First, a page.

Chinatown, George Melly, Kate Meyrick and the Brilliant Chang
Happening 44 and the Psychedelic Nudist Colony
Soft Machine fans in 1967
I’ve got an old and trusty blackened wok at home bought over 20 years ago for £4.50 in a Chinese Supermarket called Loon Fung situated at 44 Gerrard Street – the main thoroughfare of Europe’s biggest Chinatown in London’s West End. I, and I’m sure most of the, it has to be said, slightly grumpy staff certainly didn’t know the extraordinary musical history the building had. Incidentally the original Chinatown in London was actually at Limehouse in the East End but for various reasons the Chinese community slowly de-camped to the West End centring around a few streets between Leicester Square and Shaftesbury Avenue. After the war it was a particularly seedy area at the edge of Soho but the rents were practically at peppercorn rates which suited the new Chinese restaurants that sprang up around the area.
Gerrard Street in the late sixties
In 1967, after being a bit of a dingy old strip joint, 44 Gerrard Street became known as Happening 44 – a trendy psychedelic club run by Jack Braceland, one of the earliest light show artists in the UK who’d worked on some of the early shows of Pink Floyd amongst others.
His light shows featured hand-assembled wet slides and Aldis projectors. His company called Five Acre Lights was actually named after a psychedelic nudist colony he ran with his wife at Five Acre Woods near Watford – which in reality, was a number of caravans in a sea of mud and a club house that featured a ‘trip machine’ and where Pink Floyd once played a gig on Guy Fawkes night in 1966. Braceland was a middle-aged, slightly weird beatnik character but for the relatively short while Happening 44 existed, it featured such bands as the Social Deviants and Soft Machine.
Soft Machine in 1967
Happening 44 also put on some of the earliest gigs of Fairport Convention – the folk-rock band that would soon become one of the most influential bands in the country. The band had recently placed adverts in the Melody Maker, presumably read by Jack Braceland, which read:
‘Friday; Fairport Convention stays home tonight. Saturday; Fairport stays home again, patiently waiting for bookings’.
Alas Happening 44 closed down within a few months of opening and Jack Braceland went back to his Watford nudist colony, and presumably his ‘trip machine’, and was never really heard of again.
Soft Machine 1967
Fairport Convention in 1967/68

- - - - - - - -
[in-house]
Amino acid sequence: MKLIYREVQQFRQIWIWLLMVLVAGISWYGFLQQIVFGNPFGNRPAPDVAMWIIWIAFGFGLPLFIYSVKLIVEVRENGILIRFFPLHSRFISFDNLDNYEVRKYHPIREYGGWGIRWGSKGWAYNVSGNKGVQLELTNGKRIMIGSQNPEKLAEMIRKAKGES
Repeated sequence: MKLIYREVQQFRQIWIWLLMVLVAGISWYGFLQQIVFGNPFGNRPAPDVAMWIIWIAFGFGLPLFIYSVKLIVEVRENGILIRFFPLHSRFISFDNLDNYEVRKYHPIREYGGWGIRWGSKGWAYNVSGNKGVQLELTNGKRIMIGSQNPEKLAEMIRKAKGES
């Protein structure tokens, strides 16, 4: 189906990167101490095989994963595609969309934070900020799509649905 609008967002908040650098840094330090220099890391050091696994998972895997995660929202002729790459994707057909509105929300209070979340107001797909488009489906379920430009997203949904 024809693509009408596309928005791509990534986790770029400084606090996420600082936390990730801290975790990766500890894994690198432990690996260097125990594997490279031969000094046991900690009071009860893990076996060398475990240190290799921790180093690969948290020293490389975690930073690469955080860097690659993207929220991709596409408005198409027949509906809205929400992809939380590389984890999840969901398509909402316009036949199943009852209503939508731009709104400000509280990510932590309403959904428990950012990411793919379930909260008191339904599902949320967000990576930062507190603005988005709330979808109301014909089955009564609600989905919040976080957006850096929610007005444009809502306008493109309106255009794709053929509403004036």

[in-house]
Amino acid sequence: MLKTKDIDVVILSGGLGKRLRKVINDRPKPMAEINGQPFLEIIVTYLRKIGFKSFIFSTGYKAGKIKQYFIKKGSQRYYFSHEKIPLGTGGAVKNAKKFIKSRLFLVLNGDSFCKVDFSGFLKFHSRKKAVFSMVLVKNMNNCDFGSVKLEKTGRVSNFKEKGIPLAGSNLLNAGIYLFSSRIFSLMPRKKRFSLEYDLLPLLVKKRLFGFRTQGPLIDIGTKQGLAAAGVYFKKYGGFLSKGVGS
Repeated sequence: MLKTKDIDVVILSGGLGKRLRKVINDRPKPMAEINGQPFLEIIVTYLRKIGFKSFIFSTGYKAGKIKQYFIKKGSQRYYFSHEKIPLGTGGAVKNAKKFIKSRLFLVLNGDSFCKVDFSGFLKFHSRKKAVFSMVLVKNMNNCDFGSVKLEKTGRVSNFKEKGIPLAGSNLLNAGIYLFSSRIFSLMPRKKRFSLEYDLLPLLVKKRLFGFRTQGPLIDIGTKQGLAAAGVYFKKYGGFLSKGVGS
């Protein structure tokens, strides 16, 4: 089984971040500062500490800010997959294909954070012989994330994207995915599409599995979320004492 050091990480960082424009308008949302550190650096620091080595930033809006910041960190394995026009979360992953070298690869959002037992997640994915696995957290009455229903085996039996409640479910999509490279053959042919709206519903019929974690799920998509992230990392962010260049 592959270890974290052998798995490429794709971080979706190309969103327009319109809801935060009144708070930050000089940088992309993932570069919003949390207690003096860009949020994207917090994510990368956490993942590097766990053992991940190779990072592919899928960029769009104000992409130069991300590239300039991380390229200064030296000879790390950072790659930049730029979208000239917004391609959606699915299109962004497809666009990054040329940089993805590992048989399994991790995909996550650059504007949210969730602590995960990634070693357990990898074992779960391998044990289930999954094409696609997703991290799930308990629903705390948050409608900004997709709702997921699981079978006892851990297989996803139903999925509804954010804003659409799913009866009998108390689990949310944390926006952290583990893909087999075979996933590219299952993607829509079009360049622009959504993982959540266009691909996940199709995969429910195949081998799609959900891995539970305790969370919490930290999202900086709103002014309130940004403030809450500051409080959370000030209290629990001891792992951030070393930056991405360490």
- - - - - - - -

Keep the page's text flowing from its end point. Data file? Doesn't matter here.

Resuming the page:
King Of The Ravers and B-Bombs
Mick Mulligan and George Melly – Photograph by Terry Cryer
In the early fifties and fifteen years before Happening 44, 44 Gerrard Street housed The West End Jazz Club run by George Melly and the trumpeter Mick Mulligan, and it was here that the first ‘all night raves’ were held and, improbably, also where the term ‘all night rave’ was coined.
The word ‘rave’ (as in to ‘live it up’) was invented by Mulligan and took several forms: other than the verb ‘to rave’, there was the noun meaning a party where you raved, and finally a ‘raver’ – someone who raved as much as possible. A newspaper at one point called Mick Mulligan the ‘King of The Ravers’. George Melly wrote once that the original all night raves that had attracted beatniks, Soho layabouts and art school students, were an enormous social success but a financial loss.
In his autobiography Owning Up Melly described the end of a typical rave: “At seven a.m. the band played its final number and we’d all crawl up out of the sweat-scented cellar into the empty streets of a Sunday morning in the West End. Hysterical with lack of sleep, accompanied by a plump art student, her pale cheeks smeared with the night’s mascara, I’d catch the Chelsea bus and try to read the Observer through prickling red eyeballs as we swayed along Piccadilly, down Sloane Street, and into the King’s Road. Then a bath, one of those delirious fucks that only happen on the edge of complete fatigue, and a long sleep until it was time to get up and face the journey to Cook’s Ferry or whatever jazz club we were playing that evening.”
All all-night ravers, from whatever era, need a drug that keeps them awake. The drug of choice that allowed George and his fellow ravers to last the course was Benzedrine taken from broken up inhalers.
The Benzedrine inhaler was intended as a decongestant, but you could break it open, remove the paper strip inside and soak the strip in a cup of coffee or tea. This was called a ‘B-Bomb’ and the preparation got so popular the manufacturers had to withdraw the inhaler from over the counter use in the early fifties.
By the mid-fifties 44 Gerrard Street had become a folk club originally called The Good Earth but after the success of Lonnie Donnegan’s Rock Island Line it became the 44 Skiffle Club run by John Hasted – one of the earliest champions of skiffle which he saw as a form of teenage urban folk music. The house band was known as John Hasted’s Skiffle and Folksong Group and featured the young folk singer Shirley Collins. It’s easy today to be bemused about these clubs based around, as in George Melly’s case trad jazz and with Hasted skiffle and folk music, but these were the first youth movements based around music in this country. It wasn’t rock and roll that was the soundtrack for the first teenagers. Not in London anyway. Nor were they the first drug-takers in the capital.
The 43 Club – Useful For Early Breakfasts